From: Andy Soos, ENN
Published June 28, 2013 09:45 AM

Dinosaur Growth

Tracking the growth of dinosaurs and how they changed as they grew is difficult since all the evidence there is consists of fossils. Using a combination of biomechanical analysis and bone histology, palaeontologists from Beijing, Bristol, and Bonn have shown how one of the best-known dinosaurs switched from four feet to two as it grew. Psittacosaurus, the 'parrot dinosaur' is known from more than 1000 specimens from the Cretaceous, 100 million years ago, of China and other parts of east Asia. As part of his PhD thesis at the University of Bristol, Qi Zhao, now on the staff of the Institute for Vertebrate Paleontology in Beijing, carried out the intricate study on the bones of babies, juveniles and adults.

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Psittacosaurus (from the Greek for parrot lizard) is a genus of psittacosaurid ceratopsian dinosaur from the Early Cretaceous Period of what is now Asia, about 130 to 100 million years ago. It is notable for being the most species-rich dinosaur genus. Nine to eleven species are recognized from fossils found in different regions of modern-day China, Mongolia and Russia, with a possible additional species from Thailand.

All species of Psittacosaurus were gazelle-sized bipedal herbivores characterized by a high, powerful beak on the upper jaw. At least one species had long, quill-like structures on its tail and lower back, possibly serving a display function. Psittacosaurs were extremely early ceratopsians.

Several juvenile Psittacosaurus have been found. The smallest is a P. mongoliensis hatchling conserved in the American Museum of Natural History (AMNH), which is only 11 to 13 centimeters long, with a skull 2.8 centimeters (1 in) in length. Another hatchling skull at the AMNH is only 4.6 centimeters long.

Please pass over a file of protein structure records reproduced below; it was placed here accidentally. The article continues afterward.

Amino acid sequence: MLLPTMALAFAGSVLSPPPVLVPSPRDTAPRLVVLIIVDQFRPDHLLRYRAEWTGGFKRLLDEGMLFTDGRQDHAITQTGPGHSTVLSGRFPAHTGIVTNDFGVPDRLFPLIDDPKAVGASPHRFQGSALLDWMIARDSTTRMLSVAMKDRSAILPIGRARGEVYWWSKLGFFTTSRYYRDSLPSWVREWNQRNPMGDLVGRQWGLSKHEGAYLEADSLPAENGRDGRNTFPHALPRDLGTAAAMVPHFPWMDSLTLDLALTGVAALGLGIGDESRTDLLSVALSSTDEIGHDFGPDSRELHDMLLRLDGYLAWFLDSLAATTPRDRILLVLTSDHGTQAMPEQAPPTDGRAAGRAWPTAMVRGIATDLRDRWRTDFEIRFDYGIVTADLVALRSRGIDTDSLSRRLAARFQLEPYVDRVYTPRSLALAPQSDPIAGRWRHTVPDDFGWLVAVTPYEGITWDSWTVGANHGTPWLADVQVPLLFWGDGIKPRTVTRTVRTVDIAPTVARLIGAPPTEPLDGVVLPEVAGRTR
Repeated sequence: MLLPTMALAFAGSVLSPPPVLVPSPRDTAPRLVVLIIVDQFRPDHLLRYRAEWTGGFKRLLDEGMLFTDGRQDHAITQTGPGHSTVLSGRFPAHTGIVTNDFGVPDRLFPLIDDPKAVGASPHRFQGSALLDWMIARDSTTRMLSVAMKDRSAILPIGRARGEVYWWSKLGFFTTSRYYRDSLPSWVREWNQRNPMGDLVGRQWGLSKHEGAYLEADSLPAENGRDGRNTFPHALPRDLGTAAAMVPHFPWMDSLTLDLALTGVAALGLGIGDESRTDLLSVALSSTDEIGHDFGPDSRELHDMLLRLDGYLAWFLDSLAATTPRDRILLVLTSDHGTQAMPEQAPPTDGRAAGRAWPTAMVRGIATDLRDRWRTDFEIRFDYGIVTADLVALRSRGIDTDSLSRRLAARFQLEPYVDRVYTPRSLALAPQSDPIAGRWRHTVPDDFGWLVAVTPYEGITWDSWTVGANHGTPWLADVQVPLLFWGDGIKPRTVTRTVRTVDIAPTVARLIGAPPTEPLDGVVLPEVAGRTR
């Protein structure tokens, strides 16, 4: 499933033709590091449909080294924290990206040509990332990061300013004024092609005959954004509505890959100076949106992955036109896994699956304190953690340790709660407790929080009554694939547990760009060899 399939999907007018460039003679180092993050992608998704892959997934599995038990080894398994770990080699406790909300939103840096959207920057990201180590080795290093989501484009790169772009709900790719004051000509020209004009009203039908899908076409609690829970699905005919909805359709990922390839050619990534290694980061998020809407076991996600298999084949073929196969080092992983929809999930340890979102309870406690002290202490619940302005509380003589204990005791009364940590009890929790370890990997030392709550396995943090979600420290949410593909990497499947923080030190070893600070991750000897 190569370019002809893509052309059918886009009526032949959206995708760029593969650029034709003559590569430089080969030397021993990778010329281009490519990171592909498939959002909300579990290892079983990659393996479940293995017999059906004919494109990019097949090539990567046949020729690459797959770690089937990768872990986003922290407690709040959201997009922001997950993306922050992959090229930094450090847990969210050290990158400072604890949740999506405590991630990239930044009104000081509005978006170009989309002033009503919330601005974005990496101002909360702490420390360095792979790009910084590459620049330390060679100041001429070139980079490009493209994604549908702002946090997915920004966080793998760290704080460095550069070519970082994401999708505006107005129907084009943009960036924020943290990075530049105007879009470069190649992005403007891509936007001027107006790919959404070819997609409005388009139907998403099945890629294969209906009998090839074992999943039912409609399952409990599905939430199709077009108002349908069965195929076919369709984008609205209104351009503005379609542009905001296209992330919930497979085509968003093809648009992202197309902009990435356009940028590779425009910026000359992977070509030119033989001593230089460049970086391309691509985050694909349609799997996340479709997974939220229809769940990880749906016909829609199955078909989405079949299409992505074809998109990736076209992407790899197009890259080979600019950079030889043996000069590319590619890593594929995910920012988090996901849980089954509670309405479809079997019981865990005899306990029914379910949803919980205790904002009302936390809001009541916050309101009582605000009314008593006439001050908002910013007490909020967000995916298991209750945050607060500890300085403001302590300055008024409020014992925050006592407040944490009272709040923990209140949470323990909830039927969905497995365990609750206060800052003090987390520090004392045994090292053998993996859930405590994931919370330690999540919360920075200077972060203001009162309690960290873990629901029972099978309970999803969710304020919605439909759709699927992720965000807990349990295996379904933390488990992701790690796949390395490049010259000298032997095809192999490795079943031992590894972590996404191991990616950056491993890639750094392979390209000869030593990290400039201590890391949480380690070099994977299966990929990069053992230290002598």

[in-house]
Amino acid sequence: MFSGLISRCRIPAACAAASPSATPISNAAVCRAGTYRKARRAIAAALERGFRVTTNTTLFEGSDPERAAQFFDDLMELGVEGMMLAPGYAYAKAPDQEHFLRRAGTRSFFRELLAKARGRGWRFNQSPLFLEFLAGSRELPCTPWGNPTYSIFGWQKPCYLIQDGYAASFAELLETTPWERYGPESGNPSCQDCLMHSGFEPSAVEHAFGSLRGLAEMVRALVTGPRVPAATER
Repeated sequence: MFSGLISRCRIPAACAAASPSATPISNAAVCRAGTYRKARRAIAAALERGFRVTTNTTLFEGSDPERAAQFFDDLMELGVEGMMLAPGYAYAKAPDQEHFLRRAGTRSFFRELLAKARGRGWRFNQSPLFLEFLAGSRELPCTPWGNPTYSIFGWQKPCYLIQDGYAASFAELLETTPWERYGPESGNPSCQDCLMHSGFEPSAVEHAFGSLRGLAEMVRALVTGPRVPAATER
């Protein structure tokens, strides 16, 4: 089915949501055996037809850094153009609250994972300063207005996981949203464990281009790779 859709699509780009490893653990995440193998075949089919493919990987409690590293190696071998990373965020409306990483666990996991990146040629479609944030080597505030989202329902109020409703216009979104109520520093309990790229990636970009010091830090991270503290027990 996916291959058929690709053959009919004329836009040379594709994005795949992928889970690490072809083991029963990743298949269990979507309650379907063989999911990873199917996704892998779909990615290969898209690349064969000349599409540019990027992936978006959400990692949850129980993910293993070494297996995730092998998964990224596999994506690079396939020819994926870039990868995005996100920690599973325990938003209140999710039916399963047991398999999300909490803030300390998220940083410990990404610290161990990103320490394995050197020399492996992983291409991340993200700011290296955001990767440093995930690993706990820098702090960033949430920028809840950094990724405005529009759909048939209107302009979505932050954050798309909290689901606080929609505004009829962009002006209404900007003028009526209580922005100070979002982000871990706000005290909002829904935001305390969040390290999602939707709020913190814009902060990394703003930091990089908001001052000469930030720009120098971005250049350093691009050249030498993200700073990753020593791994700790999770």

A histological examination of P. mongoliensis has determined the growth rate of these animals. The smallest specimens in the study were estimated at three years old and less than 1 kilogram, while the largest were nine years old and weighed almost 20 kilograms. This indicates relatively rapid growth compared to most reptiles and marsupial mammals, but slower than modern birds and placental mammals.

Dr Zhao said: "Some of the bones from baby Psittacosaurus were only a few millimetres across, so I had to handle them extremely carefully to be able to make useful bone sections. I also had to be sure to cause as little damage to these valuable specimens as possible."

With special permission from the Beijing Institute, Zhao sectioned two arm and two leg bones from 16 individual dinosaurs, ranging in age from less than one year to 10 years old, or fully-grown. He did the intricate sectioning work in a special palaeohistology laboratory in Bonn, Germany,

The one-year-olds had long arms and short legs, and scuttled about on all fours soon after hatching. The bone sections showed that the arm bones were growing fastest when the animals were ages one to three years. Then, from four to six years, arm growth slowed down, and the leg bones showed a massive growth spurt, meaning they ended up twice as long as the arms, necessary for an animal that stood up on its hind legs as an adult.

Professor Xing Xu of the Beijing Institute, one of Dr Zhao’s thesis supervisors, said: "This remarkable study, the first of its kind, shows how much information is locked in the bones of dinosaurs. We are delighted the study worked so well, and see many ways to use the new methods to understand even more about the astonishing lives of the dinosaurs."

Professor Mike Benton of the University of Bristol, Dr Zhao’s other PhD supervisor, said: "These kinds of studies can also throw light on the evolution of a dinosaur like Psittacosaurus. Having four-legged babies and juveniles suggests that at some time in their ancestry, both juveniles and adults were also four-legged, and Psittacosaurus and dinosaurs in general became secondarily bipedal."

The paper is published in Nature Communications.

For further information see Growth.

Parrot Dinosaur image via Wikipedia.

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